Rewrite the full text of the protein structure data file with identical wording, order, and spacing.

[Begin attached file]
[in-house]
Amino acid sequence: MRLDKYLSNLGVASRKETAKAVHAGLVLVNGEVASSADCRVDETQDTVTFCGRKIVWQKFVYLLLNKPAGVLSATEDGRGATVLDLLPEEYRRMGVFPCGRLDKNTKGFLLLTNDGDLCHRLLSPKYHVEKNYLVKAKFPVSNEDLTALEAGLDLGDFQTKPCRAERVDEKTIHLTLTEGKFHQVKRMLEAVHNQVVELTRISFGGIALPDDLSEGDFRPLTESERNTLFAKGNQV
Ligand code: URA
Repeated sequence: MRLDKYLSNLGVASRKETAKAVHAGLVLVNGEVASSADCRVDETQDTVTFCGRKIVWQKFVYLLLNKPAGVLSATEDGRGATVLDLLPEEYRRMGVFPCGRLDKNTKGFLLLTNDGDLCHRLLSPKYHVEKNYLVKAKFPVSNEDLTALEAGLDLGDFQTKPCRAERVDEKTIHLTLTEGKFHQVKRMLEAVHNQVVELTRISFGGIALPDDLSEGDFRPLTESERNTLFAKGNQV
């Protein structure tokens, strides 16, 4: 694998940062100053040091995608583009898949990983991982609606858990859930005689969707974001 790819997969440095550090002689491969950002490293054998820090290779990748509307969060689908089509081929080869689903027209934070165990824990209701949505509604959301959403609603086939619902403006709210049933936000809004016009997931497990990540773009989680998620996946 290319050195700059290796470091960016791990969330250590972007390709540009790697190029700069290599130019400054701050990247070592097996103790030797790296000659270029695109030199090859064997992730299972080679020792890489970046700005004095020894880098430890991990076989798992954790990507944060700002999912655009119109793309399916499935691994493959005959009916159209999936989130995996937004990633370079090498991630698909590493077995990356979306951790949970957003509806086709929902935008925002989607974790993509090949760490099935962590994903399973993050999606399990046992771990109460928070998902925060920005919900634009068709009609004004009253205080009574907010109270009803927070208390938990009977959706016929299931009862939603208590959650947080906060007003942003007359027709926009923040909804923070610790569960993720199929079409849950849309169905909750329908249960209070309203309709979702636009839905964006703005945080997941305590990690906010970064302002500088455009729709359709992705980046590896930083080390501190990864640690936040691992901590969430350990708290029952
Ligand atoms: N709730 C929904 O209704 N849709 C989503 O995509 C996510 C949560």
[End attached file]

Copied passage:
[in-house]
Amino acid sequence: MRLDKYLSNLGVASRKETAKAVHAGLVLVNGEVASSADCRVDETQDTVTFCGRKIVWQKFVYLLLNKPAGVLSATEDGRGATVLDLLPEEYRRMGVFPCGRLDKNTKGFLLLTNDGDLCHRLLSPKYHVEKNYLVKAKFPVSNEDLTALEAGLDLGDFQTKPCRAERVDEKTIHLTLTEGKFHQVKRMLEAVHNQVVELTRISFGGIALPDDLSEGDFRPLTESERNTLFAKGNQV
Ligand code: URA
Repeated sequence: MRLDKYLSNLGVASRKETAKAVHAGLVLVNGEVASSADCRVDETQDTVTFCGRKIVWQKFVYLLLNKPAGVLSATEDGRGATVLDLLPEEYRRMGVFPCGRLDKNTKGFLLLTNDGDLCHRLLSPKYHVEKNYLVKAKFPVSNEDLTALEAGLDLGDFQTKPCRAERVDEKTIHLTLTEGKFHQVKRMLEAVHNQVVELTRISFGGIALPDDLSEGDFRPLTESERNTLFAKGNQV
């Protein structure tokens, strides 16, 4: 694998940062100053040091995608583009898949990983991982609606858990859930005689969707974001 790819997969440095550090002689491969950002490293054998820090290779990748509307969060689908089509081929080869689903027209934070165990824990209701949505509604959301959403609603086939619902403006709210049933936000809004016009997931497990990540773009989680998620996946 290319050195700059290796470091960016791990969330250590972007390709540009790697190029700069290599130019400054701050990247070592097996103790030797790296000659270029695109030199090859064997992730299972080679020792890489970046700005004095020894880098430890991990076989798992954790990507944060700002999912655009119109793309399916499935691994493959005959009916159209999936989130995996937004990633370079090498991630698909590493077995990356979306951790949970957003509806086709929902935008925002989607974790993509090949760490099935962590994903399973993050999606399990046992771990109460928070998902925060920005919900634009068709009609004004009253205080009574907010109270009803927070208390938990009977959706016929299931009862939603208590959650947080906060007003942003007359027709926009923040909804923070610790569960993720199929079409849950849309169905909750329908249960209070309203309709979702636009839905964006703005945080997941305590990690906010970064302002500088455009729709359709992705980046590896930083080390501190990864640690936040691992901590969430350990708290029952
Ligand atoms: N709730 C929904 O209704 N849709 C989503 O995509 C996510 C949560």